U.S. President Joe Biden wants to rebuild U.S.-based supply chains, including who is considered a full-fledged employee. The Biden Administration is targeting the “misclassification of workers as independent contractors” by pledging to sponsor legislation making it easier for workers to organize and bargain collectively.
If successful, many gig workers would be reclassified as employees, affecting supply chain companies that rely on independent contractors for last-mile deliveries. This change could have a lasting effect on shipping costs and delivery rates.
Supply chain organizations can greatly benefit from independent contractors’ added flexibility. The supply chain is constantly in flux, so an agile workforce grants supply chain companies flexibility and efficiency to meet changing demand. Gig workers help supply chains by filling in gaps to meet customer demands, without a company having to pay full-time compensation and benefits. Some of these gaps call for specialized skills, or simply different skillsets that a company’s full-time workforce does not have. Crowdsourcing gig workers for specific tasks and projects increases a supply chain’s agility.
But it is a company’s responsibility to treat its workers (both full-time employees and gig workers) fairly. Gig workers support the supply chain, and they deserve proper treatment and compensation. Treating all workers fairly is paramount, and it is possible to protect workers while also leveraging the flexibility and scalability of gig economy principles.
But first, what is employee misclassification? It’s the practice of labeling workers as independent contractors instead of full-time employees, reducing labor costs for employers by allowing companies to avoid paying unemployment, workers’ compensation and other benefits.
Employee misclassification lets companies off the hook for these taxes and benefits, but moreover, independent contractors tend to make less than full-time employees. The average full-time independent worker’s annual income in the US is $36,500—$26,000 less than the average annual income of full-time employees of $62,500.
A recent survey from the Bureau of Labor Statistics reports there were 10.6 million independent contractors in 2017, and gig work has only increased during the COVID-19 pandemic. (For example, Instacart's gig economy-based workforce has grown 150% during the pandemic.) The pandemic has also revealed how little protection many gig workers have.
While most people think of rideshare services like Uber and Lyft when talking about the gig economy, many supply chain companies are using the gig workers as well.
Amazon’s gig economy workforce is massive. The company’s logistical strength is responsible for its continuous growth and dominance in the online retail space, and they have grown into the world’s largest contingent last-mile delivery network with more than 500,000 contracted gig drivers globally. In 2019, Amazon Flex (the company’s gig worker-powered last-mile delivery facet) employed 800 third-party courier companies that managed 75,000 drivers. That same year, Amazon was on track to deliver 3.5 billion packages globally.
And Amazon is only expanding. They are testing a program as part of Flex that pays independent contractors to pick up groceries from Whole Foods stores and deliver them in their own vehicles (similar to Instacart and Postmates). Amazon is experimenting with Flex drivers who, like other independent contractors, are not eligible for medical insurance, sick pay and other benefits.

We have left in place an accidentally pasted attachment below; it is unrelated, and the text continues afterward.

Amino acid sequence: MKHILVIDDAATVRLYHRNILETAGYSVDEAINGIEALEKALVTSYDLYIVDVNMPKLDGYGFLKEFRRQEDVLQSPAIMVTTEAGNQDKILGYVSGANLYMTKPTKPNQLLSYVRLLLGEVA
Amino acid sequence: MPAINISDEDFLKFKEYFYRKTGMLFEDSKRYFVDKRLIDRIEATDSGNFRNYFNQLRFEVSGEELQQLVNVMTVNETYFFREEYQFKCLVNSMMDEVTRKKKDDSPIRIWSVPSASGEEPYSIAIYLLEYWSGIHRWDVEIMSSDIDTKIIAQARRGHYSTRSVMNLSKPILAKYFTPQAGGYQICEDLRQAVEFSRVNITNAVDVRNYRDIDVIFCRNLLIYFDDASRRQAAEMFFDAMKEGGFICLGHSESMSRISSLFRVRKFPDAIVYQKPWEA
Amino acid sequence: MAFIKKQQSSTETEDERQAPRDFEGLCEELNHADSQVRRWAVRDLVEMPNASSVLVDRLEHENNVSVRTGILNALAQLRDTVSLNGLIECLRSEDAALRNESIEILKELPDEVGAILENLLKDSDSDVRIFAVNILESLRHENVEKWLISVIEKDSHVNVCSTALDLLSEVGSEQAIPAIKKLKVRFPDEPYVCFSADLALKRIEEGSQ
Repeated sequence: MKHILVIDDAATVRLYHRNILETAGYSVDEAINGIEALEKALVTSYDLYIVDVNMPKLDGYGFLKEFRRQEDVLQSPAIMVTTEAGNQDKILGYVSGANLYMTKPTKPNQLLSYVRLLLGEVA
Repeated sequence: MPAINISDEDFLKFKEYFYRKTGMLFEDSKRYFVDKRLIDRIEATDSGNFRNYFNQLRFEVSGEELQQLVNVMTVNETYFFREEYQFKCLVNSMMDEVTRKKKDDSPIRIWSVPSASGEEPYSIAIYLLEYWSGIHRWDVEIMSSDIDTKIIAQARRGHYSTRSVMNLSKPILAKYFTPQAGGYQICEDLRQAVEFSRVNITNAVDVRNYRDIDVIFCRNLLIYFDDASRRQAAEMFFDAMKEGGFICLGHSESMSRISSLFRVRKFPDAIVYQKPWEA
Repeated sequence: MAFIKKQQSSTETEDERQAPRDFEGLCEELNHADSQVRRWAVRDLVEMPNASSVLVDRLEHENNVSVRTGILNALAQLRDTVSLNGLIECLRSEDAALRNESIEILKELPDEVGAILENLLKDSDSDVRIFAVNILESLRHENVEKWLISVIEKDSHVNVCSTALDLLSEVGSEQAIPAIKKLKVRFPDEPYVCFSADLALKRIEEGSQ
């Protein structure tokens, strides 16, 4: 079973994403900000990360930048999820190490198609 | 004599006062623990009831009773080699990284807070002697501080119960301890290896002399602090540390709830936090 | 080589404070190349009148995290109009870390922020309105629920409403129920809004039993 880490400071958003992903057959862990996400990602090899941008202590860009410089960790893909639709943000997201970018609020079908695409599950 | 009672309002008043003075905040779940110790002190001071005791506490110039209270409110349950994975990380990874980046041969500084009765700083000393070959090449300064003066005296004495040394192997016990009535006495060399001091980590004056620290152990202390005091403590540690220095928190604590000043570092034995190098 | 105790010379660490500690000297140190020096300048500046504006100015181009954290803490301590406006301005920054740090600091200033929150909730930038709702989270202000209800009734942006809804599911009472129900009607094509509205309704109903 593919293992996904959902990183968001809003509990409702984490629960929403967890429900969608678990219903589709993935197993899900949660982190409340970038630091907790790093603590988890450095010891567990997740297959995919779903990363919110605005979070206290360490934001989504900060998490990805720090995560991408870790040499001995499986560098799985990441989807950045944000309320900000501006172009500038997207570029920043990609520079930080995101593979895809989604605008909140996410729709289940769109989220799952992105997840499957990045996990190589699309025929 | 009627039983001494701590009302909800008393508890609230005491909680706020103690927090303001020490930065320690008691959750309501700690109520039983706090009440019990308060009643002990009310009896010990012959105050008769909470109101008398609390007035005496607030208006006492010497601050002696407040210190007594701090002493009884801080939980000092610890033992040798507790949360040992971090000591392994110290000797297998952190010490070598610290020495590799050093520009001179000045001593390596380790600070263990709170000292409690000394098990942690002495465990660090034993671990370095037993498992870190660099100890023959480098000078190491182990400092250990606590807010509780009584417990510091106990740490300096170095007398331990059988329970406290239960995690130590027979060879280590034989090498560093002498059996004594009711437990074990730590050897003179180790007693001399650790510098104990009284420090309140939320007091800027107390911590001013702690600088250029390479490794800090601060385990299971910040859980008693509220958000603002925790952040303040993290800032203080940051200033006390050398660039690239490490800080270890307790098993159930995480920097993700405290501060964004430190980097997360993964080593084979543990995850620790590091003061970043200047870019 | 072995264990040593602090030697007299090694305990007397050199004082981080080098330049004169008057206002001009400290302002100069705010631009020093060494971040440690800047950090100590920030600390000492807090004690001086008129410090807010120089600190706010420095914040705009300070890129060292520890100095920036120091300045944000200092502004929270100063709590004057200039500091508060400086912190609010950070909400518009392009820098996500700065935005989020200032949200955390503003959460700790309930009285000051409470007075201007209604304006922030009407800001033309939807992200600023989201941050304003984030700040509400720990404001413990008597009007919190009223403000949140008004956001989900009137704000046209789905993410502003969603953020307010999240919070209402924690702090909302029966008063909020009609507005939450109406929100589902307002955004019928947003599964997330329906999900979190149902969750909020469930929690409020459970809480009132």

Amazon and gig workers are already clashing. The Federal Trade Commission said Amazon has agreed to repay drivers for its Flex delivery service almost $62 million due to Amazon’s “deceptive” tipping practices. Amazon is accused of falsely advertising base pay rates from Amazon Flex workers, which the company allegedly changed by subsiding gig workers’ base pay with customer tips. For example, if an Amazon Flex worker’s base pay rate was $14/hour and a customer tipped that driver $4, Amazon would use that tip to meet the promised minimum pay of $18/hour.
After the ruling against Amazon Flex, U.S. federal agencies are getting more involved in how companies are treating gig workers. If Amazon were made to reclassify gig workers as employees, the company would be responsible for paying those employee’s benefits and other expenses, and could cause Amazon to have to change how they operate and how much they charge for deliveries.
Amazon is not a lone ranger using gig workers for last-mile deliveries; there are many other companies utilizing independent contractors in their supply chains. If these workers were reclassified as employees, we may see a major shift in how companies are operating their supply chains. In order to remain profitable, these increased costs would inevitably be passed on to the consumer.
But it is still possible to utilize these gig principles while treating workers fairly. Agile operations can be maintained with the help of flexible supply chain software. A software solution that can increase agility can help supply chain organizations adjust their processes in real-time without having to rely on manual workarounds. Modern software can make it easier to train employees and independent contractors alike, allowing workers to more quickly begin adding value. A supply chain software solution that supports agile development and multi-environment deployment can help companies operate more efficiently to help absorb the increased costs of employee reclassification.
If (and more than likely, when) gig workers are reclassified as employees, the supply chain will change. The best path forward is to work with technology to operate more efficiently. With the right tools and resources, it is possible for a company to maintain their flexibility while also fairly compensating all of the hard-working individuals who power their supply chains.